On a recent camping trip, one of the guys was telling us about how his 28 year old son had started taking antidepressants. His son has never suffered from depression but told his dad he was able to say the right things and get a prescription. He’s taking them to try and kill his sex drive because he’s simply tired of pursing women with no success. The dad is upset and angry. His son is reasonably attractive, a working professional with a decent income, but all the girls he asks out turn him down, or if he does go out they want to have sex right away and his son wants to wait until marriage. So instead of being tempted with porn or fornication he’s cutting out the source of his temptation. We were all talking about the morality of this. Is it wrong to kill one’s sex drive to avoid marriage or immorality?
I should correct my above statement. The question wasn’t “Is it wrong to kill one’s sex drive to avoid marriage or immorality?” but rather to avoid immorality. I want to make clear that my friend’s son wants to get married, but he simply can’t find any non-virgins and doesn’t think his prospects are going to get better any time soon. About six months ago he did strike up a friendship with an 19 year old who was (presumably) a virgin and things seemed to be moving along but it got quashed by the girl’s parents and church elders who thought that his interest was inappropriate given the age difference. After that he had had enough and started down the chemically eunuch route.
Most of my regular readers will likely understand why I sympathize with that young man. He sounds like a slightly younger version of myself, trying to clear much the same hurdles. Before answering stringtheory’s question, I want to continue where I left off- how young women are not encouraged to marry young.
I don’t recall if it was Novaseeker or Cail Corishev who once said something along the lines that there are few things that Christians fear these days so much as a young women with potential marrying young. Whether or not that accusation is true (I think it is for many), stringtheory’s account, and that of other Christians in this part of the web, does demonstrate that many if not most Christians do not want young, attractive virgin women to marry good, virtuous men. They just don’t. If there was no age gap, as there was here, then another reason would have been given for why the relationship should not have been. As for why so many Christians act in this manner, there are two different forces working together here- one relating to women and one relating to men.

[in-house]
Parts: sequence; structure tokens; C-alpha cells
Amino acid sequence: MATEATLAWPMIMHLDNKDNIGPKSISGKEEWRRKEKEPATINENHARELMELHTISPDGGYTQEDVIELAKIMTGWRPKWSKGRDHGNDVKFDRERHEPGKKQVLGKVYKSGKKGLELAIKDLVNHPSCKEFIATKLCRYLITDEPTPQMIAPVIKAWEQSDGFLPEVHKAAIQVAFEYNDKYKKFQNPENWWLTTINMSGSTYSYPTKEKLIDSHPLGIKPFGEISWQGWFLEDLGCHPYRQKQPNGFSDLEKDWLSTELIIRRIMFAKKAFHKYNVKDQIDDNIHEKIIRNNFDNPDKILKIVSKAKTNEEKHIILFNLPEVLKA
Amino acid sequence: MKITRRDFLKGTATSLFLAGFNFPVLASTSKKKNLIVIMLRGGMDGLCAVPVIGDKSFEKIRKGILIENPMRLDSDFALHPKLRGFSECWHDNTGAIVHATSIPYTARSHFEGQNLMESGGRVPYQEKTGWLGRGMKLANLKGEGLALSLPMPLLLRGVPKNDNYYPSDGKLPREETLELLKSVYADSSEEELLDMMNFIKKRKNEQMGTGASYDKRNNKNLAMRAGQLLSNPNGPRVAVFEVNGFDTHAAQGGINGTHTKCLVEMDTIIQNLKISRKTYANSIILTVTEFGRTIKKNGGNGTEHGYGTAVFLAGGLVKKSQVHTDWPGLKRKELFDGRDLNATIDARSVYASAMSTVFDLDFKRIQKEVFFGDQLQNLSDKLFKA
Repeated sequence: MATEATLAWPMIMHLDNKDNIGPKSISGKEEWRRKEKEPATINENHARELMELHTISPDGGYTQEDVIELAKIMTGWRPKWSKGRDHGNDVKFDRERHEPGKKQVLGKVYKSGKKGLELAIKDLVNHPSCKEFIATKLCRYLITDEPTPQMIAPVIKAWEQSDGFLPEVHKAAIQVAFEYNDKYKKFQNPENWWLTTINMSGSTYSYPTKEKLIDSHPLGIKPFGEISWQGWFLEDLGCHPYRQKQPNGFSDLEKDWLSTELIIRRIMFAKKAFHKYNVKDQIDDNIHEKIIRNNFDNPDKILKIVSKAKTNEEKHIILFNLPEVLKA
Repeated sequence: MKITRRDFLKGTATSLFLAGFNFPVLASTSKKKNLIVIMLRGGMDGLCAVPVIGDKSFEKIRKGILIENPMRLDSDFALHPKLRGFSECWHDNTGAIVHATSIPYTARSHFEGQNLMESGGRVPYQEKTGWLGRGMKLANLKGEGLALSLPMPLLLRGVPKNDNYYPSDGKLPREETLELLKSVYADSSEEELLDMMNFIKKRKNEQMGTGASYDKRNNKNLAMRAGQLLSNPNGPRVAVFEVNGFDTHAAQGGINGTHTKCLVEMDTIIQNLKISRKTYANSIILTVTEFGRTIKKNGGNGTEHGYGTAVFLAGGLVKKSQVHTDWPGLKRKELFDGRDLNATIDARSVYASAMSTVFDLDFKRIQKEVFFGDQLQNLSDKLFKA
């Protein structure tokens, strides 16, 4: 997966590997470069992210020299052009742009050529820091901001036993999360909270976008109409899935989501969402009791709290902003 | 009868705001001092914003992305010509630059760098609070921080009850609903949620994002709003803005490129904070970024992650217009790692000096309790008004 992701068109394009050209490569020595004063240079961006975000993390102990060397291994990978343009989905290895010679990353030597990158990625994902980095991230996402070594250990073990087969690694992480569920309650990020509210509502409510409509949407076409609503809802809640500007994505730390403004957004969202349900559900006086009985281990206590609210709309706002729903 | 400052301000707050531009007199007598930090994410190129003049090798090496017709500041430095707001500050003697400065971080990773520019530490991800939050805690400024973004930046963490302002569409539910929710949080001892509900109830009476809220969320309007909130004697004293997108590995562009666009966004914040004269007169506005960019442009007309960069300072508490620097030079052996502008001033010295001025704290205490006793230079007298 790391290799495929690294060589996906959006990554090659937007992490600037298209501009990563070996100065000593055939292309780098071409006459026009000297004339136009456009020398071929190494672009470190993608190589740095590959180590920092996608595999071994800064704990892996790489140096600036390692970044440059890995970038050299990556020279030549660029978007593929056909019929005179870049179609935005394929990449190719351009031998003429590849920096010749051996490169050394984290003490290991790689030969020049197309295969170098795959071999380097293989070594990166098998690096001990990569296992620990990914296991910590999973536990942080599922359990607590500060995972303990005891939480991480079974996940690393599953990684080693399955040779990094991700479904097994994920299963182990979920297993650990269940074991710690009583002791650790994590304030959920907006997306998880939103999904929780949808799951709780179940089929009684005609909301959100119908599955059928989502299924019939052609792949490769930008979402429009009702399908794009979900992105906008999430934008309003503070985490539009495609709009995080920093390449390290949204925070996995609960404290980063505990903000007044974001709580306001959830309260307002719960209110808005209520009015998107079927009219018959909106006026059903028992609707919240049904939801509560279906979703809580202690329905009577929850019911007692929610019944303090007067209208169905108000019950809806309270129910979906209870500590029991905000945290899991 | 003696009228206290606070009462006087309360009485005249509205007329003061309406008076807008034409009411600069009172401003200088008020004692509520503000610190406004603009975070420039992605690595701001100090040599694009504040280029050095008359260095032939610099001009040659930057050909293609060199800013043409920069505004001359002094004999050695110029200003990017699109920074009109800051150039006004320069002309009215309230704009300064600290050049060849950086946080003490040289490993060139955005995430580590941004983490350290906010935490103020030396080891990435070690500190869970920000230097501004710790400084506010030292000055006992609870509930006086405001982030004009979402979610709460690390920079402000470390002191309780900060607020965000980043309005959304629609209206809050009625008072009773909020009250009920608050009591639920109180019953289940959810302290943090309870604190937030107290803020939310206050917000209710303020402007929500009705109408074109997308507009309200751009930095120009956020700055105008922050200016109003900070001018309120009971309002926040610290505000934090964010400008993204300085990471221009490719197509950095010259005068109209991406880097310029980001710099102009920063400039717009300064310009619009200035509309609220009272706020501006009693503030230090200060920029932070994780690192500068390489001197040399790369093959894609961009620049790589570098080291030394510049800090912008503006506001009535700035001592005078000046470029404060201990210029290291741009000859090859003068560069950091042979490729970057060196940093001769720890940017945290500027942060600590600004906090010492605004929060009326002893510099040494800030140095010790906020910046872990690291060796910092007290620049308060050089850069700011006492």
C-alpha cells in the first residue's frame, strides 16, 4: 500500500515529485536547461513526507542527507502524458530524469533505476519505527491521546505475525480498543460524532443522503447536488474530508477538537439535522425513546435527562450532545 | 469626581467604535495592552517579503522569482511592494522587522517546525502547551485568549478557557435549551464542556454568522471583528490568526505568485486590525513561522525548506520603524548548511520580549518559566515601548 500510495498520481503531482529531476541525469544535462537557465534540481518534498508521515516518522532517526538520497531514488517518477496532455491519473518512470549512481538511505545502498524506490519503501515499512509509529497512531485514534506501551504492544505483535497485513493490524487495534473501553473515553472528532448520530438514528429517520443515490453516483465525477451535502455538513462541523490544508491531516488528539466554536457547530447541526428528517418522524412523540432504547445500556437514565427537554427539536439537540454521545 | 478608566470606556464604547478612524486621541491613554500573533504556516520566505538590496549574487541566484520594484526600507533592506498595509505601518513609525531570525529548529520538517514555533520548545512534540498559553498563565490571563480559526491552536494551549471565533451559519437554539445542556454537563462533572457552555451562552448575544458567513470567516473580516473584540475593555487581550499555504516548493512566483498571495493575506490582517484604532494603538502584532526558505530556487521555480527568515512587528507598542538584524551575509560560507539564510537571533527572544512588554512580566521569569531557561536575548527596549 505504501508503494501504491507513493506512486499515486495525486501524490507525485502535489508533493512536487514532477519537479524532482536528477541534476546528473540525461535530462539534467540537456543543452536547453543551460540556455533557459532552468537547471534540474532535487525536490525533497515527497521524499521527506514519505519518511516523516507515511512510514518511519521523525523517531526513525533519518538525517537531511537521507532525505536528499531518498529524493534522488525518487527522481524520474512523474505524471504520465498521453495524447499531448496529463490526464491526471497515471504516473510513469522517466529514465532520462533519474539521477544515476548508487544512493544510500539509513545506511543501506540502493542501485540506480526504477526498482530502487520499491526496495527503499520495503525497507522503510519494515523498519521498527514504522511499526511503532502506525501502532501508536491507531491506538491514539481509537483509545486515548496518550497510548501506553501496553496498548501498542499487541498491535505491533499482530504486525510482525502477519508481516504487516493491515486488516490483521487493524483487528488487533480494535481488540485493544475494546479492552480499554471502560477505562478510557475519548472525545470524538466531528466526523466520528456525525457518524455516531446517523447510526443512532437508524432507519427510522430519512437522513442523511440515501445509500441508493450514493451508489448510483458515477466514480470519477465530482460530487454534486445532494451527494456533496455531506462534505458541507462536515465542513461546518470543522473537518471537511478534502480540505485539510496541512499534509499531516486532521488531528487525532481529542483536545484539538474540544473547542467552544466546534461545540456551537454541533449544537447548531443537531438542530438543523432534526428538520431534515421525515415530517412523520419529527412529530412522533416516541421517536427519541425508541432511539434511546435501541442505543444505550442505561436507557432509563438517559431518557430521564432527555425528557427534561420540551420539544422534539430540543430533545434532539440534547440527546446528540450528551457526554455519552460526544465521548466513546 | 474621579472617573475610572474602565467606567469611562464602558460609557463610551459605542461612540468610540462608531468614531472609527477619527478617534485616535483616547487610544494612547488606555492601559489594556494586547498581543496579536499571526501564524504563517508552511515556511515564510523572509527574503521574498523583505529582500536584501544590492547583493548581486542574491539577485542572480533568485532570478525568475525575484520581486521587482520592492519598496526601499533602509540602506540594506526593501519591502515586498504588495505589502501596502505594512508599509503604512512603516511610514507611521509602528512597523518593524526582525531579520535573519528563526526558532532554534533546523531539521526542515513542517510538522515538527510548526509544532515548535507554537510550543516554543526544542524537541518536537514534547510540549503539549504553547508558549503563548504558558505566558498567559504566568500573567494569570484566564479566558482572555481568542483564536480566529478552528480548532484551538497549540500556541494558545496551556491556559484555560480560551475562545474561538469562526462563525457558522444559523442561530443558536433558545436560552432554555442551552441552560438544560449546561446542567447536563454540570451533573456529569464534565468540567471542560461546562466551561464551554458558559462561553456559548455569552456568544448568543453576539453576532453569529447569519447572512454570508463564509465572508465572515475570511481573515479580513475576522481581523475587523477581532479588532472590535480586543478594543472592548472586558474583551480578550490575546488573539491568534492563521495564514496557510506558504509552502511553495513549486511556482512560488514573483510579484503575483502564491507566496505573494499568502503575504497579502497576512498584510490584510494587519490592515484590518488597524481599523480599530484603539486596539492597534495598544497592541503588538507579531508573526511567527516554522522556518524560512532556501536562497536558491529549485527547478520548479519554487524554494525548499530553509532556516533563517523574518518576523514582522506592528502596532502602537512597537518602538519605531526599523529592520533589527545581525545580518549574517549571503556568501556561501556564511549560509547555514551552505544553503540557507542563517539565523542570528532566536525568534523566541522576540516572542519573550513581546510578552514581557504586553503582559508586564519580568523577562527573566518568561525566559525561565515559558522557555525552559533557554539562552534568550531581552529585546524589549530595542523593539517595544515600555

When it comes to women, most Christians oppose on principle the idea of a young, (attractive) virgin marrying. Of course, if one or more of those traits is not present, then the opposition tends to melt away. She’s no longer young? Why then, of course she should marry. She’s not attractive? Well, it won’t be such a loss if that man, older or not, marries her (although this is still not favored- its just tolerated more). She’s no longer a virgin? Well, it would be good for that men to marry her and “save her” from her past mistakes. So for those young men that Bee was asking about… well, it really doesn’t matter if you encourage them to marry young or not. Because everyone else in church is encouraging the women the men want to marry (and should marry) to not marry. At least, not right away. Not until they get more “life experience” and other such nonsense. This really is one of the great tragedies of our age- the Christian women who should marry, and would make (all other things being equal) the best wives- those who are young and virgins, are for the large part essentially commanded that they shouldn’t marry until they are no longer young.
This brings us to the men. Based on what I have seen, and what others have relayed to me, it appears as though many Christians don’t want good, virtuous Christian men to marry well. Oh, they would never admit to it and would instead deny the accusation vociferously. They would protest and say that of course they want those nice men to marry well. But the women they want to marry, those young (hopefully attractive) virgins from the paragraph before, are basically off-limits to them. As for what women they are “allowed” to marry, that is, to court without scandal or reprisal? Yeah…. Honestly, sometimes I get the impression that a lot of Christians see good, virtuous men as janitors or sanitation workers who are expected to pick up the “trash” in church. If you continue to follow stringtheory’s comments in that thread he basically describes that exact phenomenon in action. Undoubtedly it is one of the major reasons why so many men are leaving the church right now. These men are essentially being punished for their virtue, which sure doesn’t help encourage it any, as incentives matter.
Before I close I also want to address the question of “Is it wrong to kill one’s sex drive to avoid [sexual] immorality?” I know that I have read some of the works of the early Church Fathers who discussed physical castration, and they made it clear that it was a sin. One’s body is holy, a gift from God, and is not to be disfigured. I think that the same reasoning would apply to chemical castration as well. Your brain is part of your body, and using chemicals to alter your brain chemistry to suppress, hinder or eliminate certain brain functions is harmful. Yes, the intent might be good, but the action itself is not just or ordered. Jesus was not being literal when he said we should cut off our hand if it caused us to be sin- he was applying a metaphor, as per his usual style. However, reasonable minds might differ and I am curious what my readers think about the subject. Is is acceptable to use chemicals to suppress one’s sex drive so as to avoid sexual immorality? Let me know in the comments.